By Senator Jon Kyl
The health-care law known as ObamaCare will celebrate its first birthday on March 23. Let's take a look back at some of the highlights.
March 23, 2010: President Obama signs ObamaCare into law. At the signing ceremony, Vice President whispers his congratulations to the President. A nearby microphone picks up the VP's "colorful" choice of words.
Later that day, 13 states file a lawsuit against the new law in a Florida federal court; another 13 states have joined that suit since. In addition, Virginia files its own separate suit on the day of enactment.
May 11, 2010: The nonpartisan Congressional Budget Office revises upward its cost estimate of ObamaCare. According to the CBO, ObamaCare will cost $115 million more than originally estimated, pushing the cost of the program over $1 trillion.
June 2010: With public opinion still decidedly against the law -- a poll at the time found that 58 percent of Americans supported repeal -- the Department of Health and Human Services launches a public relations campaign to change people's minds.
Many seniors receive a pamphlet from HHS Secretary Kathleen Sebelius that makes claims like, "Your guaranteed Medicare benefits won't change -- whether you get them through Original Medicare or a Medicare Advantage plan."
But the pamphlet fails to mention the fact the law cuts Medicare Advantage plans by $202 billion over 10 years -- meaning higher premiums, less benefits, and fewer plan choices for seniors. The CBO estimates that the extra benefits currently provided by MA plans will be cut in half.
July 7, 2010: President Obama uses a recess appointment to name Donald Berwick administrator of the Centers for Medicare and Medicaid Services, an agency that will play a critical role in the implementation of ObamaCare. The President used this procedure in an attempt to bypass the regular confirmation process, before the Senate had held a hearing or voted on the nominee.
A hearing would have given senators the opportunity to question Dr. Berwick about his controversial views, including his espousal of health care rationing. He has, for example, praised the British national health-care system, which routinely denies and rations care, as "extremely effective" and "conscientious."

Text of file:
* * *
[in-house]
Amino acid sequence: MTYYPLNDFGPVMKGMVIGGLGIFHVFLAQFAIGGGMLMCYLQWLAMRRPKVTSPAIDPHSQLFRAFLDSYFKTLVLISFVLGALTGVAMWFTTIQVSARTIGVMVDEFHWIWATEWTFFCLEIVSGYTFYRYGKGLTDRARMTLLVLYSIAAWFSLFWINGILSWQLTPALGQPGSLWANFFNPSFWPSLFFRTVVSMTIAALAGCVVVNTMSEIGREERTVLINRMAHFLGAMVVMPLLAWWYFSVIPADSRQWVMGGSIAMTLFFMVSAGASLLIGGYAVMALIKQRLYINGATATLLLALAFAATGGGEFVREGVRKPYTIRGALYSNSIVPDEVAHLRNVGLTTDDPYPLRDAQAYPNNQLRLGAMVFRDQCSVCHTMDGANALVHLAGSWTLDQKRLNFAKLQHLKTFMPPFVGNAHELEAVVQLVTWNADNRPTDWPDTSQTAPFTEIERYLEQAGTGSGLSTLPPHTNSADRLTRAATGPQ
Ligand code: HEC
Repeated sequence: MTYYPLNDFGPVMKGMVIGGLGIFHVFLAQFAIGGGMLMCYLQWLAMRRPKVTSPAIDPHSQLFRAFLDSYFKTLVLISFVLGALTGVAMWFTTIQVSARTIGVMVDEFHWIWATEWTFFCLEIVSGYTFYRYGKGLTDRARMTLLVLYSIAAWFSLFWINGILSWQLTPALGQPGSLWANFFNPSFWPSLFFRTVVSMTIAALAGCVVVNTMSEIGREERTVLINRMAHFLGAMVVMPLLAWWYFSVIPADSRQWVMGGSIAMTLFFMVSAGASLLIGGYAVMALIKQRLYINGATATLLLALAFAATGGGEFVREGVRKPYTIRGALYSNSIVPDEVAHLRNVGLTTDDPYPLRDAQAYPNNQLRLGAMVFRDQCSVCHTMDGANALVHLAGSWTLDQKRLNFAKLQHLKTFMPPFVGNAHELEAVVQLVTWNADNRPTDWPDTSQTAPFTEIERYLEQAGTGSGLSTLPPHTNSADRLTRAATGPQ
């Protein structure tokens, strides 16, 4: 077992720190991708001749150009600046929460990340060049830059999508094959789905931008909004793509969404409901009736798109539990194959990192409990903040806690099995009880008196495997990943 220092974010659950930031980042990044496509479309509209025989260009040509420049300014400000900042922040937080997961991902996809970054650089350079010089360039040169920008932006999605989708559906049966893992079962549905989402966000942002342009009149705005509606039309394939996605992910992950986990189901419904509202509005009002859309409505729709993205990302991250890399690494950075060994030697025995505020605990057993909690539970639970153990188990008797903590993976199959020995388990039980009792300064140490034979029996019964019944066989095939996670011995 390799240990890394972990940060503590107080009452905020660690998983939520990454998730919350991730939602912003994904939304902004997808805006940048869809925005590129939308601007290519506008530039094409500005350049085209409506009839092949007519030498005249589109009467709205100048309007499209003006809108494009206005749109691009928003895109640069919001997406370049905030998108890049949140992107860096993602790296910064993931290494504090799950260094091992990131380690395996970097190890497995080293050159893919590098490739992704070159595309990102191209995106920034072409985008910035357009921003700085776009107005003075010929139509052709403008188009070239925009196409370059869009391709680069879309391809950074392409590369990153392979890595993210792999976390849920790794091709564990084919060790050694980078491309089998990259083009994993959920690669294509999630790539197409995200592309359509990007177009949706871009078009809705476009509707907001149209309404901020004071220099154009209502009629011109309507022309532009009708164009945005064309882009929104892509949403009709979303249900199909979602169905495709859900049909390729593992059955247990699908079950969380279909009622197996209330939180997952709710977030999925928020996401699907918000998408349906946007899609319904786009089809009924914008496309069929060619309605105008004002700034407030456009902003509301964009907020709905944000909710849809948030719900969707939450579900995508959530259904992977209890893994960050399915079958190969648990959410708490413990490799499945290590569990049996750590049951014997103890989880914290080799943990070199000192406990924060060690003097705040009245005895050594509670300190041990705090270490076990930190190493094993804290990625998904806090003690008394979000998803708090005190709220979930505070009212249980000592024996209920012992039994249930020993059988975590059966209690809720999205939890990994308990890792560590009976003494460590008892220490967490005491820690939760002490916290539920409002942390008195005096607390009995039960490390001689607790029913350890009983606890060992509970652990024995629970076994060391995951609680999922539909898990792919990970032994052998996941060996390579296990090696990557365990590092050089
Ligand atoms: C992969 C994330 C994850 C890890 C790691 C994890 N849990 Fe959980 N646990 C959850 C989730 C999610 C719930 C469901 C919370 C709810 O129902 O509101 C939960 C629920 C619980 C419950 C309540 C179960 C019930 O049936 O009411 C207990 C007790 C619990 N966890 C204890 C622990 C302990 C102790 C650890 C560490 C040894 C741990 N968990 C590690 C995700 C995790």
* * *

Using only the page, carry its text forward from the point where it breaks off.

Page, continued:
August 2010: The Administration's public relations blitz continues, and Andy Griffith is recruited for the cause. Sheriff Taylor (or Matlock, depending on your taste in television) appears in a commercial to tell seniors that their Medicare benefits will remain the same. Like the HHS pamphlet that was sent a few months earlier, this commercial fails to mention the cuts to Medicare Advantage plans, and the effects those cuts will have.
September 24, 2010: The Department of Health and Human Services issues its first waiver of ObamaCare provisions dealing with limited benefit, or "mini-med" plans. Since then, 732 more waivers have been granted to the Administration's favored political constituencies.
December 13, 2010: A federal district court judge in Virginia rules that the law's mandate that individuals purchase government-approved health insurance is unconstitutional.
January 19, 2011: The House of Representatives votes 245 to 189 to repeal ObamaCare.
January 25, 2011: Governor Jan Brewer asks Secretary Sebelius to waive the "maintenance of effort" provision in the ObamaCare law. The provision requires states to maintain their current Medicaid rolls -- an obligation that many states cannot afford.
January 26, 2011: Medicare Chief Actuary Richard Foster testifies before the House Budget Committee. He tells the Committee that President Obama's promise that Americans will get to keep their coverage if they like it is "not true in all cases."
January 31, 2011: A federal district court judge in Florida rules that the individual mandate is unconstitutional and invalidates the entire law.
February 2, 2011: Senate vote to repeal the law fails, 47 to 51, with all present Senate Democrats voting against repeal.
February 22, 2011: A Clinton-appointed federal judge in the D.C. rules that ObamaCare is constitutional because the Constitution somehow permits the federal government to regulate "mental activity." So much for keeping your thoughts to yourself.
March 3, 2011: At the request of the Obama Administration, the federal district judge in Florida who previously ruled that ObamaCare is unconstitutional, clarifies his ruling and notes his continuing concern with the fact that, if the law is upheld, "Congress could, indeed, mandate that everyone buy broccoli."
The debate on the health-care law will no doubt continue well into this year. Indeed, now thattwo federal courts have already ruled that it is unconstitutional, Supreme Court review is just a matter of time.